Breaking the Embargo

Tomorrow is the big day for readers and retailers around the world, as the embargo on sales of Harry Potter and the Deathly Hallows is finally lifted. Of course, the book has already been extensively leaked, leading to an assortment of lawsuits and angry words over companies which broke the publisher’s embargo, and the people who took advantage of the breaks.

The idea of an embargo is not unique to Harry Potter. It’s just that, most of the time, people don’t care. Most publishers set specific release dates for their new books, usually on Tuesdays, for anyone who wants to know. When booksellers purchase from these companies, they agree not to open embargoed boxes until the listed on-sale date, which is usually stamped on the carton. Distributors do likewise. If a bookstore breaks an embargo, the publisher usually says that it will not ship books with a specific on-sale date in the future until after the date has passed.

By and large, no one really cares. Only with Harry Potter have we seen consumers worked into a fever pitch over the release of a book. I think that this is in line with the trend in the last decade or so to hype things like movie openings and the releases of major video games. Oddly enough, most of these things would sell well enough even without the publicity, with things like midnight parties simply acting as icing on the cake. It’s not as though people wouldn’t buy Harry Potter if they had to wait until bookstores normally opened to do so, which begs the question of what’s with the hype? Why this book? What is the big deal?

For me, along with many other readers, this book is a long time in coming. We’ve been reading the series for years, and we’d like to know what happens. Since a huge community has grown around Harry Potter, we sort of feed the frenzy ourselves by pushing for midnight parties and other events like them. Booksellers, of course, will take advantage of the opportunity to publicize themselves, in the hopes of selling products not related to Harry Potter. Publishers are hoping to advance their brand, and distributors are always happy to sell more books.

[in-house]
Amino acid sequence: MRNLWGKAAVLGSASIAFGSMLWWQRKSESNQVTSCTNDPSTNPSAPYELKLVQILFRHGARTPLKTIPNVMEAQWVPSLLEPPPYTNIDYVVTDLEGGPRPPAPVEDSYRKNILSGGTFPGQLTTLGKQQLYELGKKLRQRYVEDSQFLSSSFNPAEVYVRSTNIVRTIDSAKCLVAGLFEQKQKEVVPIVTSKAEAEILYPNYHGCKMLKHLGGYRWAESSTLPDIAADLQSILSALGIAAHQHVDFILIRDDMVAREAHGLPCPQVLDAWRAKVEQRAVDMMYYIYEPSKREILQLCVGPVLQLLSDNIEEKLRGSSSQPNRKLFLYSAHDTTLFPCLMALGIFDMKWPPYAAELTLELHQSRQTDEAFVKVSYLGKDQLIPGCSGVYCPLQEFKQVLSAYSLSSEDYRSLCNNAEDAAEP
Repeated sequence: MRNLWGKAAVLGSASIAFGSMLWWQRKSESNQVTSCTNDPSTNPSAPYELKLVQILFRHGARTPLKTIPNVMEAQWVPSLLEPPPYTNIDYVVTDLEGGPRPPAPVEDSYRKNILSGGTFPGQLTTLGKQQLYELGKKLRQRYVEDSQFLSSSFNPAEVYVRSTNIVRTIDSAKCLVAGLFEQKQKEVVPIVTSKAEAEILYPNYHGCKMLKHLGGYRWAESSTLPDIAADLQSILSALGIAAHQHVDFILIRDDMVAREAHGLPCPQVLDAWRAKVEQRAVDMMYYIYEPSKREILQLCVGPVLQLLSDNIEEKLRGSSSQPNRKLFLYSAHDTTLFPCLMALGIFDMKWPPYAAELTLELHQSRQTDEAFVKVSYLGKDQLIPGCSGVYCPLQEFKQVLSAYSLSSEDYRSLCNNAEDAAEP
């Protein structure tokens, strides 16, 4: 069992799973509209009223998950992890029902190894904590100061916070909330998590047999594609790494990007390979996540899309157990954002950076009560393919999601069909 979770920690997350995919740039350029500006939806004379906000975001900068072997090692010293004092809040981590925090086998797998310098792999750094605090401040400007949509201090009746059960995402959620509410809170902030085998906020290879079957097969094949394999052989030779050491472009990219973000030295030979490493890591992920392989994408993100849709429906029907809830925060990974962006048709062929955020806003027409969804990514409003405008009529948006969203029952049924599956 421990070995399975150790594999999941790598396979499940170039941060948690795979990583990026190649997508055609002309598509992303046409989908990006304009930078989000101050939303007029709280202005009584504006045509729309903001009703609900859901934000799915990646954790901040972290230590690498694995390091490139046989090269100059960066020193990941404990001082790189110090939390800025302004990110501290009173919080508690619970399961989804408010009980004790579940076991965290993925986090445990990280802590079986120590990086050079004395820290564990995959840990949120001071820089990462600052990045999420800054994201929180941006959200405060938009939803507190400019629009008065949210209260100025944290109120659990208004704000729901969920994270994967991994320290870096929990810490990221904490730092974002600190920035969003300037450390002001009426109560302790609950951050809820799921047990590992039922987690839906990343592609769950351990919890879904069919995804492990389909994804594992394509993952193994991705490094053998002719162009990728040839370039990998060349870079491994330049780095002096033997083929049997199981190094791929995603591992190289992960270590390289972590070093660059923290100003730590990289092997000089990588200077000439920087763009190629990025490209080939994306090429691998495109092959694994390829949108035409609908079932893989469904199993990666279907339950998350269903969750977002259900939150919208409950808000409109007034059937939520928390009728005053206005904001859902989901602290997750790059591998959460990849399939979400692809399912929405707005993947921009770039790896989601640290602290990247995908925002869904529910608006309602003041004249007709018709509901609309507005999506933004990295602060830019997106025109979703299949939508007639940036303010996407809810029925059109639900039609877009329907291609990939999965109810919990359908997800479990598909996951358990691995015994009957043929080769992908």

There’s something mystical and cool about the idea of the whole world getting excited about something and reading it all at once, which is why I am kind of sad that people have chosen to break the embargo. It makes me especially sad that people have felt the need to publish spoilers, since I have to say that spoilers really would ruin the book for me. The experience of reading it would simply not be the same if I knew what was going to happen, and I wish people had not gone to such lengths to try and publicize important events in the book. For the people publishing spoilers, of course, it generates publicity, because people give them the attention they crave, more’s the pity.

Honestly, given the opportunity to read the book ahead of time, I do not think that I would. I am looking forward to the experience of drinking it in with the rest of the world. (Well, eight hours behind every English speaking country other than the United States, and months before readers in other languages. But you know what I mean.)

Embargos themselves are not…well, terribly legally enforceable. Yes, bookstores sign contracts and the penalties are clear. And Scholastic and Bloomsbury could argue that pursing embargo breakers protects the property. But I don’t think it does, really. I think that most people are going to read the book anyway, to see how the things that happen occur, and to drink in the subtle nuances which a spoiler cannot convey. Honestly, I don’t really care about the embargo being broken, I care about people willfully and maliciously spreading spoilers.

I do not entirely know if I approve of the practice of embargos on books. It seems like murky territory to me, and I kind of hope that the Harry Potter frenzy is the end of it. There are, after all, more important things in life, and while I am trembling with excitement about what is going to be in many hands only hours from now…I also have other things to be excited about, interested in, and concerned with, as do most Harry Potter fans.

Some might call us nerdy. I think it’s wishful escapism into a fantasy world, as one way to deal with the awful and sometimes bitter place we inhabit. Is that such a terrible thing?